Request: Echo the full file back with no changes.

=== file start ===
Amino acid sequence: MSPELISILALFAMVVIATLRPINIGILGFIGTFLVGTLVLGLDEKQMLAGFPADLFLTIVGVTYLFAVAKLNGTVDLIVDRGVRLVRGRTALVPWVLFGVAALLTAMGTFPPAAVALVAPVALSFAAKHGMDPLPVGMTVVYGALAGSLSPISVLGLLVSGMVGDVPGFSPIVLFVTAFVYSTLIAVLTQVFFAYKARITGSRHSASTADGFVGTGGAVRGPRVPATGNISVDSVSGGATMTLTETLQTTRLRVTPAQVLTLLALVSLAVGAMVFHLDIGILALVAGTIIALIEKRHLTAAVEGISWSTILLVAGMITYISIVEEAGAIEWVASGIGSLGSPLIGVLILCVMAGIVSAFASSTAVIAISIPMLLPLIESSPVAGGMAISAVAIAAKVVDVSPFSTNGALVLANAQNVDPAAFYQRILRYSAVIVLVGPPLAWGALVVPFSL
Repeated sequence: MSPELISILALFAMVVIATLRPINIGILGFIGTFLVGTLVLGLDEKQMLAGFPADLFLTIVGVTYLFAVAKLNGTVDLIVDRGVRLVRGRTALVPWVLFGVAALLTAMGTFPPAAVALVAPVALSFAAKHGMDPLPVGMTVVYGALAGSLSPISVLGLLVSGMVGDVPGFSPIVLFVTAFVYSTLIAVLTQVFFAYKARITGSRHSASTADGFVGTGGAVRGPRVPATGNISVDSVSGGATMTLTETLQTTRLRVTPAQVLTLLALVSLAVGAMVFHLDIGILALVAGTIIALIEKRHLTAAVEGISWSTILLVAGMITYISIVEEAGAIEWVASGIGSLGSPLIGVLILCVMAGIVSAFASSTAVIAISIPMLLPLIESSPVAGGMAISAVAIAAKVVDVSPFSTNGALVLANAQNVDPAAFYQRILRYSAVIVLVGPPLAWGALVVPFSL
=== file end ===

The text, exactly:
Amino acid sequence: MSPELISILALFAMVVIATLRPINIGILGFIGTFLVGTLVLGLDEKQMLAGFPADLFLTIVGVTYLFAVAKLNGTVDLIVDRGVRLVRGRTALVPWVLFGVAALLTAMGTFPPAAVALVAPVALSFAAKHGMDPLPVGMTVVYGALAGSLSPISVLGLLVSGMVGDVPGFSPIVLFVTAFVYSTLIAVLTQVFFAYKARITGSRHSASTADGFVGTGGAVRGPRVPATGNISVDSVSGGATMTLTETLQTTRLRVTPAQVLTLLALVSLAVGAMVFHLDIGILALVAGTIIALIEKRHLTAAVEGISWSTILLVAGMITYISIVEEAGAIEWVASGIGSLGSPLIGVLILCVMAGIVSAFASSTAVIAISIPMLLPLIESSPVAGGMAISAVAIAAKVVDVSPFSTNGALVLANAQNVDPAAFYQRILRYSAVIVLVGPPLAWGALVVPFSL
Repeated sequence: MSPELISILALFAMVVIATLRPINIGILGFIGTFLVGTLVLGLDEKQMLAGFPADLFLTIVGVTYLFAVAKLNGTVDLIVDRGVRLVRGRTALVPWVLFGVAALLTAMGTFPPAAVALVAPVALSFAAKHGMDPLPVGMTVVYGALAGSLSPISVLGLLVSGMVGDVPGFSPIVLFVTAFVYSTLIAVLTQVFFAYKARITGSRHSASTADGFVGTGGAVRGPRVPATGNISVDSVSGGATMTLTETLQTTRLRVTPAQVLTLLALVSLAVGAMVFHLDIGILALVAGTIIALIEKRHLTAAVEGISWSTILLVAGMITYISIVEEAGAIEWVASGIGSLGSPLIGVLILCVMAGIVSAFASSTAVIAISIPMLLPLIESSPVAGGMAISAVAIAAKVVDVSPFSTNGALVLANAQNVDPAAFYQRILRYSAVIVLVGPPLAWGALVVPFSL